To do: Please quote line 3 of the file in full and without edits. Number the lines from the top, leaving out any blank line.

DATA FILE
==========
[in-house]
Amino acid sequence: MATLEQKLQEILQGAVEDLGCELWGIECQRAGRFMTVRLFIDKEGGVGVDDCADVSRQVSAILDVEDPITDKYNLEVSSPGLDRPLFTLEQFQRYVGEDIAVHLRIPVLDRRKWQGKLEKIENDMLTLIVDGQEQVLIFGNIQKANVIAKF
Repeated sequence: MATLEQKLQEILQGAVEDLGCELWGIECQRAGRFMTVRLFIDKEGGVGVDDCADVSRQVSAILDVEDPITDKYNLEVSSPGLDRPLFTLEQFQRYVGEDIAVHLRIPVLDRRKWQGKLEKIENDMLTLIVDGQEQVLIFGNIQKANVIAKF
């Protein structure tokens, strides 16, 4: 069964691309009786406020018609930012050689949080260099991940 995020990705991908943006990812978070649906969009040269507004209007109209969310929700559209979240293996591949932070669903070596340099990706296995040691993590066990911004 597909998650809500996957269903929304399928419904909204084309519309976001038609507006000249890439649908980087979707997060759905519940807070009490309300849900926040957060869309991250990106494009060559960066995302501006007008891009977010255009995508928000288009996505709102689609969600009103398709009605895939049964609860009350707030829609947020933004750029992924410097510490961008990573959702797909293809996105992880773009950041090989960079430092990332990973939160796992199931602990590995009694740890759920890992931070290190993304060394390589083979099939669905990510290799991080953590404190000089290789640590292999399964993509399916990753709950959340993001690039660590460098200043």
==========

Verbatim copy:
Repeated sequence: MATLEQKLQEILQGAVEDLGCELWGIECQRAGRFMTVRLFIDKEGGVGVDDCADVSRQVSAILDVEDPITDKYNLEVSSPGLDRPLFTLEQFQRYVGEDIAVHLRIPVLDRRKWQGKLEKIENDMLTLIVDGQEQVLIFGNIQKANVIAKF